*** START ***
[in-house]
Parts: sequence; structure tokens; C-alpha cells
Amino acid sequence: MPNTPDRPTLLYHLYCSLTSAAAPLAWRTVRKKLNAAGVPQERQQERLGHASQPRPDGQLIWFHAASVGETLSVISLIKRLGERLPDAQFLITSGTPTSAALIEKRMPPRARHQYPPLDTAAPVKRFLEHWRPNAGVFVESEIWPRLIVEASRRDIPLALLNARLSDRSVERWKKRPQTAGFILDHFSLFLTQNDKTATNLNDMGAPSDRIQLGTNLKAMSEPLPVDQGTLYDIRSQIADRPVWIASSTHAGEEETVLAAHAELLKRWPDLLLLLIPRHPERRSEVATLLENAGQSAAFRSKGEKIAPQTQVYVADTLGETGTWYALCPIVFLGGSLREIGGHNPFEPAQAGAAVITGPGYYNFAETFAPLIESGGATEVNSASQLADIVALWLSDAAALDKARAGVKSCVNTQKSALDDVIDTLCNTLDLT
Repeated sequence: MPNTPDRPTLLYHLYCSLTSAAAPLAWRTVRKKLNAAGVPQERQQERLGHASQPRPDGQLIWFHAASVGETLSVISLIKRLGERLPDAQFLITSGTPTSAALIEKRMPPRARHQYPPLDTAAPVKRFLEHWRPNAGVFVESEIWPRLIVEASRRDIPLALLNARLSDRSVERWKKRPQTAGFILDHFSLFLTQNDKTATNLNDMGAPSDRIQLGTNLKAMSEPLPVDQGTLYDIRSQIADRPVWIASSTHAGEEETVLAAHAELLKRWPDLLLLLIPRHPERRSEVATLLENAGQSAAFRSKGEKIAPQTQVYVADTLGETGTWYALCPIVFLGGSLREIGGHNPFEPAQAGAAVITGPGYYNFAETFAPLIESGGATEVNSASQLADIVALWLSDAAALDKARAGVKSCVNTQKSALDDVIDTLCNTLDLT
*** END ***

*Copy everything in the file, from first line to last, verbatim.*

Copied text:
[in-house]
Parts: sequence; structure tokens; C-alpha cells
Amino acid sequence: MPNTPDRPTLLYHLYCSLTSAAAPLAWRTVRKKLNAAGVPQERQQERLGHASQPRPDGQLIWFHAASVGETLSVISLIKRLGERLPDAQFLITSGTPTSAALIEKRMPPRARHQYPPLDTAAPVKRFLEHWRPNAGVFVESEIWPRLIVEASRRDIPLALLNARLSDRSVERWKKRPQTAGFILDHFSLFLTQNDKTATNLNDMGAPSDRIQLGTNLKAMSEPLPVDQGTLYDIRSQIADRPVWIASSTHAGEEETVLAAHAELLKRWPDLLLLLIPRHPERRSEVATLLENAGQSAAFRSKGEKIAPQTQVYVADTLGETGTWYALCPIVFLGGSLREIGGHNPFEPAQAGAAVITGPGYYNFAETFAPLIESGGATEVNSASQLADIVALWLSDAAALDKARAGVKSCVNTQKSALDDVIDTLCNTLDLT
Repeated sequence: MPNTPDRPTLLYHLYCSLTSAAAPLAWRTVRKKLNAAGVPQERQQERLGHASQPRPDGQLIWFHAASVGETLSVISLIKRLGERLPDAQFLITSGTPTSAALIEKRMPPRARHQYPPLDTAAPVKRFLEHWRPNAGVFVESEIWPRLIVEASRRDIPLALLNARLSDRSVERWKKRPQTAGFILDHFSLFLTQNDKTATNLNDMGAPSDRIQLGTNLKAMSEPLPVDQGTLYDIRSQIADRPVWIASSTHAGEEETVLAAHAELLKRWPDLLLLLIPRHPERRSEVATLLENAGQSAAFRSKGEKIAPQTQVYVADTLGETGTWYALCPIVFLGGSLREIGGHNPFEPAQAGAAVITGPGYYNFAETFAPLIESGGATEVNSASQLADIVALWLSDAAALDKARAGVKSCVNTQKSALDDVIDTLCNTLDLT